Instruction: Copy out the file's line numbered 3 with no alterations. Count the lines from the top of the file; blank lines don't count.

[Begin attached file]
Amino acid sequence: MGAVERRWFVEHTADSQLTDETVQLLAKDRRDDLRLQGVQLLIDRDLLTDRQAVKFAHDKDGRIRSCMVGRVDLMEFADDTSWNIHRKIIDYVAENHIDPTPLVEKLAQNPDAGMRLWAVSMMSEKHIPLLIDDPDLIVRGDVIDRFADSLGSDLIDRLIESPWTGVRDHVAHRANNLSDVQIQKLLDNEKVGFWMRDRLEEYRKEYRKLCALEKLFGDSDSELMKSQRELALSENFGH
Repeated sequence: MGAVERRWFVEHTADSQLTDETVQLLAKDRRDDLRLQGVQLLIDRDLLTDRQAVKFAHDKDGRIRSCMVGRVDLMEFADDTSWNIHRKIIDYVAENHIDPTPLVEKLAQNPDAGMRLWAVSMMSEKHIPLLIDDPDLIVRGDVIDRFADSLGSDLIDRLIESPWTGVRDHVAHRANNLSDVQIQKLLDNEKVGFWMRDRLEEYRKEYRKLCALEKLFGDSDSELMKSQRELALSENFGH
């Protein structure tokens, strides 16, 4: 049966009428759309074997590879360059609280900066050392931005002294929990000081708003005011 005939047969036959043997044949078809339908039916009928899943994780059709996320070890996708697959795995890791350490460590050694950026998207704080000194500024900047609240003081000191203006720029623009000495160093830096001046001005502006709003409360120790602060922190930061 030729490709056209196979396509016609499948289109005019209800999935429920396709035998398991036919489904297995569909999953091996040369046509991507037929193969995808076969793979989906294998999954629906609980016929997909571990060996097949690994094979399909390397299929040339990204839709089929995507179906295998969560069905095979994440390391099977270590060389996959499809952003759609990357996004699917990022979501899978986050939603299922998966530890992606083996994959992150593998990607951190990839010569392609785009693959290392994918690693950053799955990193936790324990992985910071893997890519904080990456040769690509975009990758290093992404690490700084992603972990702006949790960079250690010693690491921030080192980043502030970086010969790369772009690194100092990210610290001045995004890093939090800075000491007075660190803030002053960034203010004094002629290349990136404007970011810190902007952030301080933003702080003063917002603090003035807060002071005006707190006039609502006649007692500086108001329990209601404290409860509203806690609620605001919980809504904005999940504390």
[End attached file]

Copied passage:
């Protein structure tokens, strides 16, 4: 049966009428759309074997590879360059609280900066050392931005002294929990000081708003005011 005939047969036959043997044949078809339908039916009928899943994780059709996320070890996708697959795995890791350490460590050694950026998207704080000194500024900047609240003081000191203006720029623009000495160093830096001046001005502006709003409360120790602060922190930061 030729490709056209196979396509016609499948289109005019209800999935429920396709035998398991036919489904297995569909999953091996040369046509991507037929193969995808076969793979989906294998999954629906609980016929997909571990060996097949690994094979399909390397299929040339990204839709089929995507179906295998969560069905095979994440390391099977270590060389996959499809952003759609990357996004699917990022979501899978986050939603299922998966530890992606083996994959992150593998990607951190990839010569392609785009693959290392994918690693950053799955990193936790324990992985910071893997890519904080990456040769690509975009990758290093992404690490700084992603972990702006949790960079250690010693690491921030080192980043502030970086010969790369772009690194100092990210610290001045995004890093939090800075000491007075660190803030002053960034203010004094002629290349990136404007970011810190902007952030301080933003702080003063917002603090003035807060002071005006707190006039609502006649007692500086108001329990209601404290409860509203806690609620605001919980809504904005999940504390």